Over this time, all of the parts of the fish and alliums melt, and Meg then weaves her magic…

Meg’s carp mousse recipe: Place the pressure cooked fish and allium mix in a food processor and add herbs such as parsley or oregano (fresh is best, but dried is good too), then salt and pepper. Sometimes Meg adds some olive oil if the mix is a bit dry. Process until it forms a cake batter consistency. Best spread on bread or crackers, but also yummy straight from a spoon. Store in a jar in the fridge, or freeze for when abundance wanes.


So many skills of economic resilience inform others. When we learn to make chicken liver pâté, we know how to make bunny liver pâté. When we know how to make goat bone broth, we know how to make bunny bone broth. When we know how to make chick pea hummus, we are well on the way to making carp mousse.

What undervalued riches of life do you value, Dear Reader? How are they part of your transition away from economic incarceration? We need not pay for much, but we need skills and knowledges to live this way. What are those skills you value so highly? We’d love you to share your alternative economic lifeways with us, even if you’re only just beginning down this magical, defiant and liberating path.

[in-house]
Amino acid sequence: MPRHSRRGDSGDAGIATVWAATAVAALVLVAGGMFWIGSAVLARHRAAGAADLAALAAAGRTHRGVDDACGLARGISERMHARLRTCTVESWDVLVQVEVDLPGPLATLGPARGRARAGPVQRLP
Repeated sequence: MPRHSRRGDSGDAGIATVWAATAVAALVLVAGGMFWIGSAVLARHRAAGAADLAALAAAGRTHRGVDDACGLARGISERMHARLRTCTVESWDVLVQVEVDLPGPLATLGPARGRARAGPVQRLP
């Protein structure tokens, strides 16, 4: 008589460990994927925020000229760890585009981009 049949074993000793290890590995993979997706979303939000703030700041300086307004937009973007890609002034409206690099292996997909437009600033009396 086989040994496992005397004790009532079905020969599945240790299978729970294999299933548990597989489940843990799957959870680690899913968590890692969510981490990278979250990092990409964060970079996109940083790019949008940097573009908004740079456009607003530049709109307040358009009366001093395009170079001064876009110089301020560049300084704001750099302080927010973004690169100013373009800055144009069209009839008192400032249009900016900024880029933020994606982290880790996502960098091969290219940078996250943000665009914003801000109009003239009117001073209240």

With autumnal glow,
Artist as Family


  1. Fran says:

    Such wonderful wisdom!! Thank you for sharing it. I love that your young fella is learning to hunt and also continues to feel care compassion and kindness. This was the old way and it’s being gobbled up fast

    1. Thanks Fran, lovely comment. Much love to you.

  2. Shane says:

    Deeply moving account of the father–son intimacy of hunting. While reliant due to my circumstances on store- & market-bought foods, I refuse to eat animals bred, kept & killed in extreme degradation (even the average free-range hen might as well be at a 24/7 rally or rave for all the space she gets). Yet I can’t relate to vegans who do likewise while judging all who hunt or fish. The virtuous urban vegan lifestyle entails insane waste: all that plastic packaging & withered greens selling for top dollar until they wind up in dumpsters, all the collateral damage to wildlife caused by industrial crop farming, all that unsustainable transportation… So much more integrity in not just taking only what you need but wasting nothing. To eat what you know & love fulfils a life-affirming cycle; to eat what you know zip about except what’s on the label is to feed a cycle of ignorance & dissociation of body from psyche. And so language loses coherence too. Thanks for your words of substance/sustenance.

    1. We’d love to cook you a meal one day, if you’re ever over this way, brother. We so appreciate your words.